DOWNTOWN LOS ANGELES (KABC) -- Activists on Saturday toppled a statue of Junipero Serra, widely regarded as the founder of the California Missions, from its perch on Olvera Street in downtown Los Angeles.
Video footage tweeted by local news outlet L.A. Taco captured a group of demonstrators hauling down the controversial statue with a rope around its neck. The hands and head of the statue were seen covered with what appeared to be red paint.
"Natives just tore down the statue of Junipero Serra at Placita Olvera in solidarity with #BLMprotest #antiracism #antislavery," the tweet read.
Serra was an 18th Century Franciscan priest responsible for founding nine of the 21 Catholic missions in California with the aim of bringing native peoples into the fold. The assimilation and exposure to foreign diseases ultimately led to the destruction of indigenous tribes across the region.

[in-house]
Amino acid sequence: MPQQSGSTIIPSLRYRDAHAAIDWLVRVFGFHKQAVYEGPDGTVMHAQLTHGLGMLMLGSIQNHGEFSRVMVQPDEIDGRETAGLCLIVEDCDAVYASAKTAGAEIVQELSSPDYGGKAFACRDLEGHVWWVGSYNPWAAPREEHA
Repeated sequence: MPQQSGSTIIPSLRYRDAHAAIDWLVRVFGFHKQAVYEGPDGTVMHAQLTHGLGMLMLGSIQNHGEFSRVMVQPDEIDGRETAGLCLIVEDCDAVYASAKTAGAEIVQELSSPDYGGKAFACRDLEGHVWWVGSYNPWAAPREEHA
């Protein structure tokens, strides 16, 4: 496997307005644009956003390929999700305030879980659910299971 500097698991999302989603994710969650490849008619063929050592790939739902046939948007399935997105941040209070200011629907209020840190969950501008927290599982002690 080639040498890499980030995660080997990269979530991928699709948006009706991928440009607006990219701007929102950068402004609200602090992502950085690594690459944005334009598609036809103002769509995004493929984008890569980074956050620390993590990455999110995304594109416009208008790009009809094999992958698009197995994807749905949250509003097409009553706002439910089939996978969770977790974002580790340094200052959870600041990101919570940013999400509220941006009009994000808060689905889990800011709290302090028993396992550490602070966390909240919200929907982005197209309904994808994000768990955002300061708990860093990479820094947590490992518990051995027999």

Community activist Joel Garcia said the statue of Serra was targeted because it represents mass incarceration.
"Mass incarceration, as it exists now, began with the Mission system and California has its own legacy of slavery," Garcia said. "The legacy of policing that we see now began through the mission system so it's important to reconcile with that, to understand that, the Serra statue represented all of that."
Pope Francis canonized Serra back in 2015, which was met with backlash from the Native American community.
In San Francisco, demonstrators also tore down statues or busts of Ulysses Grant, the missionary Serra and Francis Scott Key, who wrote "The Star Spangled Banner" and was a known slave holder.
City News Service contributed to this report.